Smoking and drinking
Smoking and drinking can be harmful to both mother and baby during pregnancy.
Smoking during pregnancy
Stopping smoking benefits both you and your baby immediately. Carbon monoxide and other harmful chemicals will clear from the body and oxygen levels will return to normal.
When you smoke, 4,000 chemicals and a poisonous gas called carbon monoxide pass into your lungs making less oxygen available for the baby which means the baby will be smaller than it should be. For every cigarette you smoke, the oxygen supplied to the baby is disrupted and your baby experiences reduced blood flow for 15 minutes.
If you stop smoking at any point during your pregnancy it is beneficial to you and your baby, the sooner you stop, the greater the benefit for both of you.
If you stop smoking:
you will reduce the risk of stillbirth
you will reduce the risk of cot death
you are more likely to have a healthier pregnancy and baby
your baby will cope better if there are any birth complications
your baby is less likely to have breathing difficulties, feeding and the health problems that occur with prematurity
your baby is less likely to suffer with asthma, chest infections, coughs and colds and be admitted to hospital.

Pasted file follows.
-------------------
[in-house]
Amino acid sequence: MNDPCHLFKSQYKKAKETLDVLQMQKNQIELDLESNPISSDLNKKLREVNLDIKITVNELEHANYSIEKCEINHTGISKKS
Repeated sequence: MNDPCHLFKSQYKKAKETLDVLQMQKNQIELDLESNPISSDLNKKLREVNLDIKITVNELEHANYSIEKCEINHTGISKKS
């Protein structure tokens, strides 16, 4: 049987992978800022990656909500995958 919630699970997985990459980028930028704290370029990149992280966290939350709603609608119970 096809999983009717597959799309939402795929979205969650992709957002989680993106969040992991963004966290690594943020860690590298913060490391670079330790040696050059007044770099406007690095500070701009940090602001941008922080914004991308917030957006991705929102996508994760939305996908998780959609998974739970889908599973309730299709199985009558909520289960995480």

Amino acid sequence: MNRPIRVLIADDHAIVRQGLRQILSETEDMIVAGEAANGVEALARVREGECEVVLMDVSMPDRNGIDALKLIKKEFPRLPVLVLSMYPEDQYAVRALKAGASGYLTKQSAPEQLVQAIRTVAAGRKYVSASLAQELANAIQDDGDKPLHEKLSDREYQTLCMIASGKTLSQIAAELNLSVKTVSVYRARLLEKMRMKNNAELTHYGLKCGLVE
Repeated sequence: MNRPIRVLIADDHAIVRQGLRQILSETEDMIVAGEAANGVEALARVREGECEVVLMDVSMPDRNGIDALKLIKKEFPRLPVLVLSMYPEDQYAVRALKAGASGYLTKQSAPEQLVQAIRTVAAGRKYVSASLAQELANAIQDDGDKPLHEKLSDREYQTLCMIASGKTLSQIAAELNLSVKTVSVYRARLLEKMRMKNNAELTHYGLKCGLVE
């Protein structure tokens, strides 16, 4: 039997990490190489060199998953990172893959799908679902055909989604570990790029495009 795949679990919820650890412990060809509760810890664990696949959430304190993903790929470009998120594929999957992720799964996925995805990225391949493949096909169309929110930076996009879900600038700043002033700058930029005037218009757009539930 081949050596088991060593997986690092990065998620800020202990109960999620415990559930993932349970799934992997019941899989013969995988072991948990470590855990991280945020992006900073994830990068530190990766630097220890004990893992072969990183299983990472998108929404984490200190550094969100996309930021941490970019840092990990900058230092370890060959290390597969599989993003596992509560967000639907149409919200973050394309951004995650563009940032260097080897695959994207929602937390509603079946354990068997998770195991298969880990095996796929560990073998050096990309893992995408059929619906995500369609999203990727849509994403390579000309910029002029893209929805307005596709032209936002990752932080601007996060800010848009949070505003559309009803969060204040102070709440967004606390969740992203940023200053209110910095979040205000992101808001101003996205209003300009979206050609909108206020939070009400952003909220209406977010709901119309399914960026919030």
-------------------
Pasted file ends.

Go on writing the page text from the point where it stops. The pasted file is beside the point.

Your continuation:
With help from the NHS you are four times more likely to be able to stop smoking.
Talk to your midwife or GP about your local NHS Stop Smoking Services. Alternatively, call the NHS Pregnancy Smoking Helpline for support on
Nicotine Replacement Therapy (NRT)
NRT works in a different way to cigarettes. It does not contain toxic chemicals like tar or carbon monoxide. NRT is suitable for most people but when you are pregnant you must check with your doctor. An example of NRT is nicotine patches which are suitable for most regular smokers, but when you are pregnant you should remove the patch before going to bed. There is also Nicotine gum which allows nicotine to be absorbed through the lining of your mouth.
If you cannot stop smoking, there are still benefits to you and your baby in reducing the amount you smoke. Visit www.gosmokefree.co.uk for more advice.